Mountains, lakes, glaciers... New Zealand's call of the wild.
‘Going to the mountains is going home.’ John Muir
Aoraki was a young boy, who, one day, decided to set out on a long journey. He wanted to visit Papatuanuku, the Earth Mother. His brothers followed him. When they finally decided to return home to their Sky Father, Ranginui, they were struck with bad luck: their canoe fell back from the sky into the water and tilted. The brothers climbed on to the overturned canoe, but then the wind blew and changed them all into stone. And so they remain to this day. In memory of their ill-fated adventure, the local Maori, Ngai Tahu, call the New Zealand’s South Island ‘Te Waka a Aoraki’.
Aoraki, the mountain called after the mythical hero, is a sacred place. It is also the highest peak (3724m above sea level) in the Southern Alps, a mountain range that stretches for several hundred kilometres along the western coast of the South Island. Southern Alps are a magnificent sight, with 23 named peaks over 3000 metres (9800 feet) high, thousands of glaciers, glacial lakes and the ancient rainforest. They are part of the Te Waipounamu World Heritage site. Edmund Hillary, the famous mountaineer and explorer, the man who will later climb Mount Everest, here, in the Southern Alps, discovered his lifelong fascination. He has left a rich legacy as a philanthropist and conservationist, but his statue outside the Hermitage Hotel in the Aoraki/Mount Cook Village - a young man looking out towards the sacred summit - inspires new generations to follow their dreams and live a life of adventure.
If you are scared of heights, however, you can walk to the foot of Aoraki/Mt Cook along the Hooker Valley. It is a pleasant track along the Hooker River, past three swing bridges, the Mueller Glacier, culminating near the glacial lake, with the view across towards the Hooker Glacier and New Zealand’s highest peak.
Glaciers are one of the wonders of the Southern Alps. There are over three thousand glaciers in New Zealand, due to its climate and its southernmost position amongst the Pacific islands. The most visited are the Fox and Franz Josef Glaciers on the West Coast, the largest is the Tasman Glacier, covering the area of 101 square kilometres. Unfortunately, New Zealand’s glaciers are rapidly retreating due to global warming. This action is being followed by the creation of multiple glacial lakes at the foot of new terminal moraines.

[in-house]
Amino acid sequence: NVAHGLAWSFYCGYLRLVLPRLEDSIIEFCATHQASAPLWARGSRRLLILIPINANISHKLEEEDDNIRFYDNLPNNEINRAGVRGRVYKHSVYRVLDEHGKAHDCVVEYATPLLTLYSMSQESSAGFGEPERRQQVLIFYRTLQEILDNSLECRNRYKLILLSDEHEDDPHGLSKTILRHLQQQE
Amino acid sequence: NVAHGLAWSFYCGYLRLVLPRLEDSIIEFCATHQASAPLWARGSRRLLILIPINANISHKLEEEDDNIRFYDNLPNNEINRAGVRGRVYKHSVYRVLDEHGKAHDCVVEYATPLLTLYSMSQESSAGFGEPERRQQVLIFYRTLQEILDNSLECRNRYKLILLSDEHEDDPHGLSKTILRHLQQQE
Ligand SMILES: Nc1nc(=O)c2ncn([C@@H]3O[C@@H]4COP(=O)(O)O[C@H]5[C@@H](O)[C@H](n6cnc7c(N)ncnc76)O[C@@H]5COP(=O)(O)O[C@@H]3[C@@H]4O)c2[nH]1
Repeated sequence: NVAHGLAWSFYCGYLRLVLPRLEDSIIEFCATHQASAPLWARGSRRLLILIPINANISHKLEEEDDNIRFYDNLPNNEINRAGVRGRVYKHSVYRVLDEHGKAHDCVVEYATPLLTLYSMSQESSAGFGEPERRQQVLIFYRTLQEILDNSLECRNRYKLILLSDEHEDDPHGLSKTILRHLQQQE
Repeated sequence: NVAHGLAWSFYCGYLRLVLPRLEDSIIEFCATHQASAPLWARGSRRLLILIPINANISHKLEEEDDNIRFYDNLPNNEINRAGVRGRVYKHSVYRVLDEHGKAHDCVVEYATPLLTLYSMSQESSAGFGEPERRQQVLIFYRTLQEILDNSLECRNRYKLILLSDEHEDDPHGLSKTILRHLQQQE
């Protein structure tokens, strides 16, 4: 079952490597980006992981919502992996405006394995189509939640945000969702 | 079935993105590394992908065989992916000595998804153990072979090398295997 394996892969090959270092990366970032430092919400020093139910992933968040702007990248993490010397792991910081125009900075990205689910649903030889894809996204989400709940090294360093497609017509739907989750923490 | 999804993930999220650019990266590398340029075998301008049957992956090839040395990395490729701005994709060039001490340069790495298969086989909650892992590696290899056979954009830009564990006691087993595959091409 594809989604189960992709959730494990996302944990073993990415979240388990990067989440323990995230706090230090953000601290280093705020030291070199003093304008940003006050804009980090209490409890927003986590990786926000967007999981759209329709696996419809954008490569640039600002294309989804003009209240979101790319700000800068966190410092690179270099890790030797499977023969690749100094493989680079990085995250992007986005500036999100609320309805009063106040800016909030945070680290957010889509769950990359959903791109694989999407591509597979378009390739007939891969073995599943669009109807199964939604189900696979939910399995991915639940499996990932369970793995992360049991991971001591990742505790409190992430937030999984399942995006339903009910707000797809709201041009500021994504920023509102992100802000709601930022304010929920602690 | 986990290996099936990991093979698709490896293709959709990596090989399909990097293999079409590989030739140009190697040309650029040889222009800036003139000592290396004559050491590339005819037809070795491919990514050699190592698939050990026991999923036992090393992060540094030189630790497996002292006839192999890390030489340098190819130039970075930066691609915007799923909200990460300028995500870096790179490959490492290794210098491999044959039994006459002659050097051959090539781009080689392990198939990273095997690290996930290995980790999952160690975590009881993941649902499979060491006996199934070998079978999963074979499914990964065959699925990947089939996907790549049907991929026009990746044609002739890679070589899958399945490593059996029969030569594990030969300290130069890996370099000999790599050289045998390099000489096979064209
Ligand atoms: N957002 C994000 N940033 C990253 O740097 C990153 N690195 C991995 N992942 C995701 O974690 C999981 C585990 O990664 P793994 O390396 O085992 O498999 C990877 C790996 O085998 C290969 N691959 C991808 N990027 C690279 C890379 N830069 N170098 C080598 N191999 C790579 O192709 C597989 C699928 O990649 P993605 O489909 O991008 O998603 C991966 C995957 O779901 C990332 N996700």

Glacial lakes are a characteristic attribute of the landscape, with hundreds of them, varying in size, scattered across the South Island. If you are travelling towards Aoraki/Mt Cook Village, you will be passing by one of the biggest glacial lakes in the area (178 square km), wonderfully blue lake Pukaki. Its turquoise colour is due to the tiny particles of rock suspended in the water; the result of the glacial erosion.
Lake Tekapo, although smaller in size, is no less picturesque. Maoris were the first to visit this area and its name, Tekapo, may be loosely translated as ’a resting place’. The first European to come here was apparently James Mackenzie, New Zealand’s outlaw and folk hero of Scottish origin, who was caught stealing sheep, put in prison, from which he escaped twice, before being granted a pardon. Now the region through which he was smuggling stolen sheep is named after him. It pays off, sometimes, to defy the law!
Church of Good Shepherd is a famous landmark of the Tekapo township. Built in 1935 on the hill by the lake, it is a tiny, but elegant construction, which instead of the traditional altar has a huge window that frames the magnificent landscape beyond. What better way to praise God, than by admiring his creation! Mackenzie farmers are fine aesthetes, but they are also very fond of their dogs. Its proof is a bronze statue of a sheep dog next to the church, commissioned by them in a gesture of gratitude towards their four legged companions in the daily running of the sheep business.
The surroundings of the lake Tekapo offer magnificent views, but don’t forget to look at the sky! Free of light pollution and clear for most of the year, the night sky here will take you on an exhilarating journey across the galaxy. If you want to get ‘closer’ to the stars, a visit to the observatory on top of Mount John is in order. University of Canterbury’s Mt John observatory is world famous and the area surrounding it has been declared an International Dark Sky Reserve, which means it is now protected from any potential light pollution. How great is that?!
The landscape is a living thing and is always changing. The glaciers melt, new lakes are created, the mountains are constantly growing due to the movement of two tectonic plates, that run, like a spine, the length of New Zealand, but then, they are also subject to erosion. This landscape of high mountains and vast lakes, the Earth’s crust in constant movement, feels almost too big, too monumental for the island of this size. It is a landscape where you can get lost (literally), which for many is the ultimate challenge and for others, a place to admire nature’s grandeur and to feel a quiet happiness, that we are also part of this world, that this is our home.